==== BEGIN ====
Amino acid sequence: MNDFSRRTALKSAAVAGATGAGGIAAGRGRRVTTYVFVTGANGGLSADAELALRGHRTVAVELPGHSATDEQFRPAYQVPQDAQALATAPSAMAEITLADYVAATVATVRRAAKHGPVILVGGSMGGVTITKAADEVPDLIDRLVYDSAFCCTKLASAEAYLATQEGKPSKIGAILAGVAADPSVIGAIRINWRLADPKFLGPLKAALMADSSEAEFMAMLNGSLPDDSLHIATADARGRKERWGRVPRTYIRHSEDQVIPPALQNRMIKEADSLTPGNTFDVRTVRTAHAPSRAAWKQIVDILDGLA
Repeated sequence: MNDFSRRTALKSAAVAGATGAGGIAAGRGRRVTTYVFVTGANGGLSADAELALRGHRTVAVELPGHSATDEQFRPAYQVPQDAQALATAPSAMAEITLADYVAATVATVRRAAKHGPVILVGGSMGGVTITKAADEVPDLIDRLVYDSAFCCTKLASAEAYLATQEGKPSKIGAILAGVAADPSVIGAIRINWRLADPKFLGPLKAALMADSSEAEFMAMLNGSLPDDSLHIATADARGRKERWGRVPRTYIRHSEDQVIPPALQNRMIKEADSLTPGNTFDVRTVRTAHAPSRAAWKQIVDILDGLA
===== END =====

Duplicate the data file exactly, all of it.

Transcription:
Amino acid sequence: MNDFSRRTALKSAAVAGATGAGGIAAGRGRRVTTYVFVTGANGGLSADAELALRGHRTVAVELPGHSATDEQFRPAYQVPQDAQALATAPSAMAEITLADYVAATVATVRRAAKHGPVILVGGSMGGVTITKAADEVPDLIDRLVYDSAFCCTKLASAEAYLATQEGKPSKIGAILAGVAADPSVIGAIRINWRLADPKFLGPLKAALMADSSEAEFMAMLNGSLPDDSLHIATADARGRKERWGRVPRTYIRHSEDQVIPPALQNRMIKEADSLTPGNTFDVRTVRTAHAPSRAAWKQIVDILDGLA
Repeated sequence: MNDFSRRTALKSAAVAGATGAGGIAAGRGRRVTTYVFVTGANGGLSADAELALRGHRTVAVELPGHSATDEQFRPAYQVPQDAQALATAPSAMAEITLADYVAATVATVRRAAKHGPVILVGGSMGGVTITKAADEVPDLIDRLVYDSAFCCTKLASAEAYLATQEGKPSKIGAILAGVAADPSVIGAIRINWRLADPKFLGPLKAALMADSSEAEFMAMLNGSLPDDSLHIATADARGRKERWGRVPRTYIRHSEDQVIPPALQNRMIKEADSLTPGNTFDVRTVRTAHAPSRAAWKQIVDILDGLA